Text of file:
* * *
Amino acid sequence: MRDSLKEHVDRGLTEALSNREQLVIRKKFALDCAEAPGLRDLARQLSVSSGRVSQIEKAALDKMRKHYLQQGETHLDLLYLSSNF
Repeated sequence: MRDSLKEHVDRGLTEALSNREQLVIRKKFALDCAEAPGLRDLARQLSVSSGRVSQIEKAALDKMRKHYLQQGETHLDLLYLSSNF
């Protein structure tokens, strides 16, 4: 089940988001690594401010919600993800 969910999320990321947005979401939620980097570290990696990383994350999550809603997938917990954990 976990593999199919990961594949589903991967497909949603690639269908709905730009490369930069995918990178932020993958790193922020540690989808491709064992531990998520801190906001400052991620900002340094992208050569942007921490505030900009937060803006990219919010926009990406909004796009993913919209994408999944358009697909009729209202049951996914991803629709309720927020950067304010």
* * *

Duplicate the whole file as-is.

Amino acid sequence: MRDSLKEHVDRGLTEALSNREQLVIRKKFALDCAEAPGLRDLARQLSVSSGRVSQIEKAALDKMRKHYLQQGETHLDLLYLSSNF
Repeated sequence: MRDSLKEHVDRGLTEALSNREQLVIRKKFALDCAEAPGLRDLARQLSVSSGRVSQIEKAALDKMRKHYLQQGETHLDLLYLSSNF
């Protein structure tokens, strides 16, 4: 089940988001690594401010919600993800 969910999320990321947005979401939620980097570290990696990383994350999550809603997938917990954990 976990593999199919990961594949589903991967497909949603690639269908709905730009490369930069995918990178932020993958790193922020540690989808491709064992531990998520801190906001400052991620900002340094992208050569942007921490505030900009937060803006990219919010926009990406909004796009993913919209994408999944358009697909009729209202049951996914991803629709309720927020950067304010």